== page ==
Brittle nails are a common reason why patients consult a dermatologist. The incidence of brittle nails in the European and North American population is approximately 20%, and women suffer from nail brittleness twice as often as men (1).
There is no concise definition of what constitutes a brittle nail, and there are no characteristic histological findings to help the clinician make this diagnosis. The dermatologist needs to make the diagnosis of brittle nails based on the patient's history and certain non-pathognomonic clinical features. The presenting complaints of patients with brittle nails are often their inability to grow long nails and a description of their nails as soft, dry, weak, or easily breakable. More objective clinical features seen in brittle nails are onychoschizia (transverse splitting), onychorrhexis (longitudinal splitting), and nail plate surface degranulation (2). Brittle nails have been divided into several types including an isolated split at the free edge, lamellar splitting of the free edge, transverse splitting of the lateral edge, and multiple crenellated splitting that resembles the battlements of a castle (3).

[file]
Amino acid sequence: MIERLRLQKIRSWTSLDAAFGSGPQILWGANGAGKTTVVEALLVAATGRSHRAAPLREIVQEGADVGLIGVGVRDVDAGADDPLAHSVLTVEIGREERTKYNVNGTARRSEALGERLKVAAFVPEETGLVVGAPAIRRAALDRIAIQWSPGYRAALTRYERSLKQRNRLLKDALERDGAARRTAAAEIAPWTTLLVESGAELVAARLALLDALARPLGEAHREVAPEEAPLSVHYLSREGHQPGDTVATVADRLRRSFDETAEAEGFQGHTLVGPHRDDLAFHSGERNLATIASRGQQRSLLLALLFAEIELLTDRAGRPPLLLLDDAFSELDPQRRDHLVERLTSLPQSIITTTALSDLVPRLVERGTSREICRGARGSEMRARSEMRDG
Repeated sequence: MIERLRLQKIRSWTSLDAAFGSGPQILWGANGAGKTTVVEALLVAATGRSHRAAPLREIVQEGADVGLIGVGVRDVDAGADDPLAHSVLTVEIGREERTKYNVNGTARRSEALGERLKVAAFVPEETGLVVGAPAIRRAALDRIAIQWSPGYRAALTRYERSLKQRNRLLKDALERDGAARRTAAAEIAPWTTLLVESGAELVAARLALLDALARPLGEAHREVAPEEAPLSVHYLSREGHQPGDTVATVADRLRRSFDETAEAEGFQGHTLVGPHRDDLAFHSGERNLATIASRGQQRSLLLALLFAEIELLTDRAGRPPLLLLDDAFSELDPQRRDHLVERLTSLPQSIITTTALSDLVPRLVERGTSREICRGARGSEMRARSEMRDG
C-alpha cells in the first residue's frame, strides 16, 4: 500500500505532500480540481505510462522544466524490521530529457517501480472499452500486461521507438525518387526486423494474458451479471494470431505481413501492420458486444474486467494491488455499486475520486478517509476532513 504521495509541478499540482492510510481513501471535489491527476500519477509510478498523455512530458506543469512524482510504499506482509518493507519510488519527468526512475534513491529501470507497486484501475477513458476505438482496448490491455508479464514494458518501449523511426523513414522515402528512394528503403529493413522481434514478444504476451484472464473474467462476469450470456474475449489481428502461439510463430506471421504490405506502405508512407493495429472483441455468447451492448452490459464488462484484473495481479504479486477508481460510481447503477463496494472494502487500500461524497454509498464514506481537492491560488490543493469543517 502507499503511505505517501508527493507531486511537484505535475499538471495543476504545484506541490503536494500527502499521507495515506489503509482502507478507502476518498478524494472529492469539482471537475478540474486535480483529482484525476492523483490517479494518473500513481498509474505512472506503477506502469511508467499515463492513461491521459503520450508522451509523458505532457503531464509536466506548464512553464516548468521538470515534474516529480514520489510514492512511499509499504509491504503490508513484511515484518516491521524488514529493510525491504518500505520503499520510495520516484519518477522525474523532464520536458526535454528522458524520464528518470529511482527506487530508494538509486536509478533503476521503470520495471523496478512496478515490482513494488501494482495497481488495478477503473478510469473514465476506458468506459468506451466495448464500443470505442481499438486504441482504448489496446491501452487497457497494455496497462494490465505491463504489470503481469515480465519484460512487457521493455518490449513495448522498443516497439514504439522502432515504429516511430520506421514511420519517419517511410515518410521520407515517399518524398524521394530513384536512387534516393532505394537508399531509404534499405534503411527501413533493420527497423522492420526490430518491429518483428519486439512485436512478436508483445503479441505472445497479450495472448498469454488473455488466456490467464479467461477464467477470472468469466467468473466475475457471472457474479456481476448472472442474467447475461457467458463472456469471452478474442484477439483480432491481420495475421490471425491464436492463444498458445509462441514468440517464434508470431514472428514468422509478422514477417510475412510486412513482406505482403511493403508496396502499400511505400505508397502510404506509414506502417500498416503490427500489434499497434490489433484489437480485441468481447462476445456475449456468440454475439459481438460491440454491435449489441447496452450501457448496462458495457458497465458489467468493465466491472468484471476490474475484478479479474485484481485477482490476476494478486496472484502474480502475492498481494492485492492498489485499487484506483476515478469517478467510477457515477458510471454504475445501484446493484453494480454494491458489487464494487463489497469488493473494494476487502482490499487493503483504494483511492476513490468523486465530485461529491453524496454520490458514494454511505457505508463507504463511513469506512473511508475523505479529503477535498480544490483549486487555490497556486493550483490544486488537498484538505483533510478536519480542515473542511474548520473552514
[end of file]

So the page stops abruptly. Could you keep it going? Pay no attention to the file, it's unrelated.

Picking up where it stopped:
Most commonly, a clear-cut etiology for brittle nails cannot be found and hence most cases are labeled as "idiopathic brittleness of the nails." Dehydration due to external influences such as water, detergents, or dehydrating chemicals is often a contributing or causative factor (4). These agents decrease the normal water content of the nail plate, which then results in breakage of the intercellular corneocyte bridges, leading to a fragile and brittle nail plate. Similarly, evaporation of water in the nail plate due to high and low temperatures can result in identical changes (5). Quantitative and qualitative changes in nail keratins may also be induced by chemical and physical insults. Hapalonychia (thinning of the nail plate) due to decrease of the nail matrix length may predispose towards the development of brittle nails. Nails also become more brittle with age. This may be due to the decreased nail growth rates observed in elderly individuals and thus an inherent increased exposure time of the nail plate to environmental factors. Likewise, as skin is drier in the elderly, so too are the nails. A genetic component in the etiology of brittle nails is suggested by the fact that approximately half of patients will report a family member with similar complaints.